The headlines about changes announced by the Secretary of State for Health last week have been glaring. Jeremy Hunt’s attempts to introduce a “Seven day NHS” caused junior doctors to take to the streets of London publically claiming the proposed changes to their hours were unfair for them and unsafe for patients. The Department of Health has responded saying the BMA has misrepresented the plan to its members and that it is willing to negotiate. They’re both hunkering down for a fight. Whatever your view, it will be an interesting case study for implementing change.
The whole of life seems to be about change, but people often dislike it (how often have you heard that phrase “but we always do it like this!”?) are suspicious of it and resist it. We have often seen some parts of the union movement attempt to stop the commercial clock, even though change is necessary and inevitable. Change in our private lives and at work can be difficult and yes, upsetting. Sometimes we just have to deal with it.
In the NHS it is a particular challenge. It’s not just about delivering a good service, it’s about delivering it in a politically acceptable way. It takes a long time to train doctors. Lower skilled workers can, if necessary, be “turned over” relatively quickly and the replacements inducted into the new order from day one, it could take a generation for new junior doctors to enter the NHS without feeling cheated over working hours unless a solution is reached.
Mr Hunt had a difficult starting point. A business can adopt a decision to change but choose to announce and implement it in a phased way to bring the workforce along with it (for example, building from a five to a six day service, and then up to seven days),a politician doesn’t have that luxury. The policy aim of achieving a seven day NHS was announced in the run-up to the election, and the government has five years to get it done. The BMA and its members are now fully aware of the intended outcome so can focus on preventing it, regardless of whether implementation is reasonable or not.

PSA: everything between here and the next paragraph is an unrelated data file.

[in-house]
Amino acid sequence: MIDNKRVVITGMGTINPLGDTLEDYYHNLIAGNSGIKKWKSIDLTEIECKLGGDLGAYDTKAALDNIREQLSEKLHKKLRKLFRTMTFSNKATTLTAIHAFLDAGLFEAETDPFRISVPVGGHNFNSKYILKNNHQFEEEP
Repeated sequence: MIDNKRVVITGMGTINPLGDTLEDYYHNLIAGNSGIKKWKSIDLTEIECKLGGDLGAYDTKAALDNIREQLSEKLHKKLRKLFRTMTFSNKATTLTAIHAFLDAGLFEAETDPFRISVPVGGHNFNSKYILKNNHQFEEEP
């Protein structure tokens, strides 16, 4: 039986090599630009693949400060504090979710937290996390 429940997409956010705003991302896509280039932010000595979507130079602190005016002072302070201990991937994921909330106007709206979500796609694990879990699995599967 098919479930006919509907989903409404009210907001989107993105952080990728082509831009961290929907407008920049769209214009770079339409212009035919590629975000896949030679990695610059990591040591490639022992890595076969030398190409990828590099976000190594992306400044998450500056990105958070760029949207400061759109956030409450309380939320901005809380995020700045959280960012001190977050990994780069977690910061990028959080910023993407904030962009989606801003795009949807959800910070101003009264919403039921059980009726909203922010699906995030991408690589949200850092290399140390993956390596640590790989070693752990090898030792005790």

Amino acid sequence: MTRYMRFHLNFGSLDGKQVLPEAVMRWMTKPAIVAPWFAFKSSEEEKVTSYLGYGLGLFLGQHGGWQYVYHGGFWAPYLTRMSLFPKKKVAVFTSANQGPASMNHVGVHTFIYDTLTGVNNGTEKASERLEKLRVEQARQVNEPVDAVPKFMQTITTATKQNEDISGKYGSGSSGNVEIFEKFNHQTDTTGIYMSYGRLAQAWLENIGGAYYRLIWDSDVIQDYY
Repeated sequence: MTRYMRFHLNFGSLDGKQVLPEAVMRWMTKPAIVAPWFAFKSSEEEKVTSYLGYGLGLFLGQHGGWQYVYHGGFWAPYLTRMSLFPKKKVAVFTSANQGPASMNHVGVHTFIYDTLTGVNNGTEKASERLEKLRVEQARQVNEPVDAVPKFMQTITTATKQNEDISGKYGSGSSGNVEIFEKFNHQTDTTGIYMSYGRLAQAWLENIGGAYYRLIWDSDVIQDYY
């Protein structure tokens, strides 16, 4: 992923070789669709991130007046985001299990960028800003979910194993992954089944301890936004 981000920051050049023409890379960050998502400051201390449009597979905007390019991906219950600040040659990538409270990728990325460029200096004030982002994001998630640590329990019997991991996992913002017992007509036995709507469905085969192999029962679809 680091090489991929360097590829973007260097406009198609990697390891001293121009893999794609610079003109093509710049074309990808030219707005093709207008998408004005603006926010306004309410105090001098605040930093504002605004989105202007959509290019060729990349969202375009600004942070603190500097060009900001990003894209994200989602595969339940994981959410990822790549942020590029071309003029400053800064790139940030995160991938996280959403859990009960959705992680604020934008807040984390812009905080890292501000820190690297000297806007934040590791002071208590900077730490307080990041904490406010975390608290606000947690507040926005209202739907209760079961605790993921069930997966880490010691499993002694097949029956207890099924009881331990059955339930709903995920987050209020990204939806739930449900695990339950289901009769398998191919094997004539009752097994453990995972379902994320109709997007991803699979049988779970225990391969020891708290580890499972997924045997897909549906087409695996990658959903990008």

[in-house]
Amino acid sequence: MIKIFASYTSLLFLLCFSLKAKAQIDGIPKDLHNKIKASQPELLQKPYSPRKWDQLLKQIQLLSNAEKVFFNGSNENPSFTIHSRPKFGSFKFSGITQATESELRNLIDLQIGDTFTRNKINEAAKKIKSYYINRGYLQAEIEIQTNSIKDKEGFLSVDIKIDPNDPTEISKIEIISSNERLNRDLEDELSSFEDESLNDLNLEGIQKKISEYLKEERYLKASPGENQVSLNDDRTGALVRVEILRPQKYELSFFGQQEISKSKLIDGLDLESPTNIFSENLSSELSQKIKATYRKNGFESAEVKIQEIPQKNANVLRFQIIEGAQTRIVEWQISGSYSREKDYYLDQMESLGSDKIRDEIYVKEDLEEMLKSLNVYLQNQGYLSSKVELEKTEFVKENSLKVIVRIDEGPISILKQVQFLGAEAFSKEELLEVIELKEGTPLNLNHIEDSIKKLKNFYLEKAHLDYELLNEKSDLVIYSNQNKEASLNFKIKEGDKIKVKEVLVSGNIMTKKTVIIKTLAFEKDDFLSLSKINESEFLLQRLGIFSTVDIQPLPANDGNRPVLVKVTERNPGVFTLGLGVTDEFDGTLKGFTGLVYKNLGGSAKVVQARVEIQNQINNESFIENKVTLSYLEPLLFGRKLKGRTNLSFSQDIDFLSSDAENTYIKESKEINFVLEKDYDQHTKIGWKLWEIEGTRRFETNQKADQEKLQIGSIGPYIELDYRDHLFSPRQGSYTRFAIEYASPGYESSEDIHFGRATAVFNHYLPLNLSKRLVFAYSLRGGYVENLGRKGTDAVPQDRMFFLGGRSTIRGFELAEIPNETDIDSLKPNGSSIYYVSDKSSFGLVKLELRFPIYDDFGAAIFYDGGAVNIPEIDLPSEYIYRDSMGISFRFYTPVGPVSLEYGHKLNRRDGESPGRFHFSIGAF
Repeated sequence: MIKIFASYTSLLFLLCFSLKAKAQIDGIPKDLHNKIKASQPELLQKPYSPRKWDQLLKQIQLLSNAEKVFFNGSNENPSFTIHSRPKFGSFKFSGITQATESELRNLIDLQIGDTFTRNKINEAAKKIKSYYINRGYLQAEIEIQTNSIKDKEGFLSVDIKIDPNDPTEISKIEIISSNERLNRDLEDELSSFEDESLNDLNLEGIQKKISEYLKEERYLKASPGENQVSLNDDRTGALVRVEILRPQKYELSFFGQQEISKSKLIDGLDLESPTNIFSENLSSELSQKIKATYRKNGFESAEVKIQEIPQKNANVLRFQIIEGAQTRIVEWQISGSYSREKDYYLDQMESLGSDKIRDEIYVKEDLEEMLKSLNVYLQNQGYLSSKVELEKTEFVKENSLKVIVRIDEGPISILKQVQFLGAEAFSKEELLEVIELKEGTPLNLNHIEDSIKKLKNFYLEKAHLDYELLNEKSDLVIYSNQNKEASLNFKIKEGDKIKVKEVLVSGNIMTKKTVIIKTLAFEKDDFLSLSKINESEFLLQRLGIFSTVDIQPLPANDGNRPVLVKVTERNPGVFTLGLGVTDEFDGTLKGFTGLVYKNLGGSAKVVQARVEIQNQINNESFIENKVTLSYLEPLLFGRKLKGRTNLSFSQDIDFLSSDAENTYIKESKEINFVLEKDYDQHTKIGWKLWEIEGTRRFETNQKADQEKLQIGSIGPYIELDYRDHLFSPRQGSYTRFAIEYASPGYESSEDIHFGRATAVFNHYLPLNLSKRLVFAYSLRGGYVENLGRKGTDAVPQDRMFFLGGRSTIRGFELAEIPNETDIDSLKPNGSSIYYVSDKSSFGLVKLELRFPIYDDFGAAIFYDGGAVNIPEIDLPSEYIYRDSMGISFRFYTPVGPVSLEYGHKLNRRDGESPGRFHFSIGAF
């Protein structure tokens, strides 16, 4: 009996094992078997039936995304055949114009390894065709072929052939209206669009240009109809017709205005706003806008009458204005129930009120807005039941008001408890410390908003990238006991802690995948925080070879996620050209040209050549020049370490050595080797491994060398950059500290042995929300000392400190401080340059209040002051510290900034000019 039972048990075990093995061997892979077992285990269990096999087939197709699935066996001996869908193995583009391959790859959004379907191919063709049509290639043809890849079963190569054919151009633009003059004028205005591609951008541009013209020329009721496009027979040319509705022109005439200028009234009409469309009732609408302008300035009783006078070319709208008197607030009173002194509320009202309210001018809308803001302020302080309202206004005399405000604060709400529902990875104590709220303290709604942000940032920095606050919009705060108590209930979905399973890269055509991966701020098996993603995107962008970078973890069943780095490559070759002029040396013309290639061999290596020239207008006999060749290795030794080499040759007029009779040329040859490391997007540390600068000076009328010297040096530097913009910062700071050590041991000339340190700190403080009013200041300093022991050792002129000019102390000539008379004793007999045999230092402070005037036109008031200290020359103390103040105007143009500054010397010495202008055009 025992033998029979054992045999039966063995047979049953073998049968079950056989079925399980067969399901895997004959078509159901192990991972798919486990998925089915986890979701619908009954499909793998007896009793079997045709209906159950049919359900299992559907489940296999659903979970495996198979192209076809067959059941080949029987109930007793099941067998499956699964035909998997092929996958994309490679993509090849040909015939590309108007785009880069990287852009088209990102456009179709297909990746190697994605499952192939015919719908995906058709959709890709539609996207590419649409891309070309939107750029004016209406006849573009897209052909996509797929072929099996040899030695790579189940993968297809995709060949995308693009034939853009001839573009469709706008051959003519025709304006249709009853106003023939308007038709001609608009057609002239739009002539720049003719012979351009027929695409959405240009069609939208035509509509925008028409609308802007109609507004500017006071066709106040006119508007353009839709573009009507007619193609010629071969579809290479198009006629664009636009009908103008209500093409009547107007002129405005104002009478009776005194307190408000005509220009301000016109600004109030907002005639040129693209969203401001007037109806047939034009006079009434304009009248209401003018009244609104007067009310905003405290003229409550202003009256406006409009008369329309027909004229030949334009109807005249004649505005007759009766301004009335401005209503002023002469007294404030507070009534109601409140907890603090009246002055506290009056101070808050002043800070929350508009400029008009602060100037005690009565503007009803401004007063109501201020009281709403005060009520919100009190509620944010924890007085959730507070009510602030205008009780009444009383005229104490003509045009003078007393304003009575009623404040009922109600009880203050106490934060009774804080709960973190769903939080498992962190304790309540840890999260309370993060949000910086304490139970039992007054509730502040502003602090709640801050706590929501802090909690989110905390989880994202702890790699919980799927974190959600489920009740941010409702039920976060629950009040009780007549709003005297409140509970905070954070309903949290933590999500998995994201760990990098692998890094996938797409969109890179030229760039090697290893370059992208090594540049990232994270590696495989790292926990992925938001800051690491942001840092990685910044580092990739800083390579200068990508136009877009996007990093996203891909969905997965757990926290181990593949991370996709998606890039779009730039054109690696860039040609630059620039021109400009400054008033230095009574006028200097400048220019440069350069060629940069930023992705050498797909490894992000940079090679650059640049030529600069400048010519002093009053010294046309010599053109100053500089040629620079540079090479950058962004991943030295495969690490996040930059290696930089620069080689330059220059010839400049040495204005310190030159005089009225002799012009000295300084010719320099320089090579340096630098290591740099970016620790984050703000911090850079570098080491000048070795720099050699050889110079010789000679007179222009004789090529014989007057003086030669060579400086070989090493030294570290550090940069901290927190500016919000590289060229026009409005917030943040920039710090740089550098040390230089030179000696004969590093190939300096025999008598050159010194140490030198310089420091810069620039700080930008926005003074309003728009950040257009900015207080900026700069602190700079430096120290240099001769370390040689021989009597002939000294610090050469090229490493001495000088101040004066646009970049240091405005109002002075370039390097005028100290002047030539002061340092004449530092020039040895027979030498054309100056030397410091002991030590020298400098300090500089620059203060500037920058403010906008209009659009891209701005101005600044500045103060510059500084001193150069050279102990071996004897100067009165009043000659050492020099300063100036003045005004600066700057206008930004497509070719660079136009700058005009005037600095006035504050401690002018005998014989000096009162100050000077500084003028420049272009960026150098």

The BMA may not be in as strong a position as it thinks though, despite its monopoly over the workforce. The government has been elected to achieve a seven day service and is, in effect, in charge of the NHS. The public have been getting seven day service from a good deal of the private sector for years. That tends to change expectations and it causes frustrations that it can be so difficult to access some medical services. A seven day NHS is popular amongst the voters, as it shows their beloved NHS is being protected and improved. It also reduces the need to take time off to see the doctor during working hours. If doctors choose to simply resist the policy, then their popular position amongst the people may start to shake. The BMA’s objection ought to be the way the government is trying to change doctors’ hours, not the aim of a better service. If they offered an alternative solution, they would be on a much stronger ground.
Effecting change in a workforce which is seeking to resist your plans can be tough. It is most effectively achieved when those affected are informed and consulted about the plans and then changes take place incrementally. It gives the organisation the time to test the changes, correct any problems and then repeat. It also give people time to get used to the idea. Big bang approaches make good headlines and often bad processes.
There are all sorts of tactics to get individuals to accept change – information, consultation, negotiation, buying out benefits, using “champions” to sell the need for change to others, changing the contracts of incomers so over time the changes are introduced, albeit slowly, and, as a last resort, considering dismissal for some other substantial reason. SOSR is very much the act of last resort as it can lead to unfair dismissal claims, industrial unrest and great bitterness. The aims of an organisation have to be balanced with what is realistic.
The ultimate challenge is to bring your workforce along with you after implementing the change so that they embrace the new system, work with it and make it a success. People need to feel that they’ve had a fair deal, that they are wanted and valued. If they don’t, they will either cause trouble from within or go. Good riddance you may think. That’s fine, as long as you can bear the costs of recruiting replacements, and the PR around the changes hasn’t damaged your external reputation.
Change can be uncomfortable but we all have to accept it at times, and providing a better service to keep the organisation relevant should be a reason you can sell to your workforce. The competitive nature of the private sector should give you an advantage in explaining the need for change, but also act as a threat by giving your employees somewhere else to go if they reject it.
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